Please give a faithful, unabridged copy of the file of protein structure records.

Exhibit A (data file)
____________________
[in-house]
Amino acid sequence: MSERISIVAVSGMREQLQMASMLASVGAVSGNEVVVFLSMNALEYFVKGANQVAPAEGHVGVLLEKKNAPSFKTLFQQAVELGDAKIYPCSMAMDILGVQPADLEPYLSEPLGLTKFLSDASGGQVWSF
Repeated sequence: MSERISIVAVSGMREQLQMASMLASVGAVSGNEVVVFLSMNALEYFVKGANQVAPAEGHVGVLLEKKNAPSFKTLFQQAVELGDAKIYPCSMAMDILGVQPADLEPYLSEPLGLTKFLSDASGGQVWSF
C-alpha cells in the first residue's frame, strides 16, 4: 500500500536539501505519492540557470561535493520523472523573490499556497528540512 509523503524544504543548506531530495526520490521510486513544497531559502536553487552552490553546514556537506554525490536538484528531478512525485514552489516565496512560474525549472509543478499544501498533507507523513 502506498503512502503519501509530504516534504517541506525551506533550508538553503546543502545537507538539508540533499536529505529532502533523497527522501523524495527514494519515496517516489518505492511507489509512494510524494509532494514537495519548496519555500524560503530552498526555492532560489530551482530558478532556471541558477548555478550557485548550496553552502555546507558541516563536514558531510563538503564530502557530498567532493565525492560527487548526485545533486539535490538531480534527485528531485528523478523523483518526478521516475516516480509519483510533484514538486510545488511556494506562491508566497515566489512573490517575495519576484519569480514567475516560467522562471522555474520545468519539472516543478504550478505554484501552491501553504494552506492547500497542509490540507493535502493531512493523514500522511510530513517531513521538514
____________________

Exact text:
[in-house]
Amino acid sequence: MSERISIVAVSGMREQLQMASMLASVGAVSGNEVVVFLSMNALEYFVKGANQVAPAEGHVGVLLEKKNAPSFKTLFQQAVELGDAKIYPCSMAMDILGVQPADLEPYLSEPLGLTKFLSDASGGQVWSF
Repeated sequence: MSERISIVAVSGMREQLQMASMLASVGAVSGNEVVVFLSMNALEYFVKGANQVAPAEGHVGVLLEKKNAPSFKTLFQQAVELGDAKIYPCSMAMDILGVQPADLEPYLSEPLGLTKFLSDASGGQVWSF
C-alpha cells in the first residue's frame, strides 16, 4: 500500500536539501505519492540557470561535493520523472523573490499556497528540512 509523503524544504543548506531530495526520490521510486513544497531559502536553487552552490553546514556537506554525490536538484528531478512525485514552489516565496512560474525549472509543478499544501498533507507523513 502506498503512502503519501509530504516534504517541506525551506533550508538553503546543502545537507538539508540533499536529505529532502533523497527522501523524495527514494519515496517516489518505492511507489509512494510524494509532494514537495519548496519555500524560503530552498526555492532560489530551482530558478532556471541558477548555478550557485548550496553552502555546507558541516563536514558531510563538503564530502557530498567532493565525492560527487548526485545533486539535490538531480534527485528531485528523478523523483518526478521516475516516480509519483510533484514538486510545488511556494506562491508566497515566489512573490517575495519576484519569480514567475516560467522562471522555474520545468519539472516543478504550478505554484501552491501553504494552506492547500497542509490540507493535502493531512493523514500522511510530513517531513521538514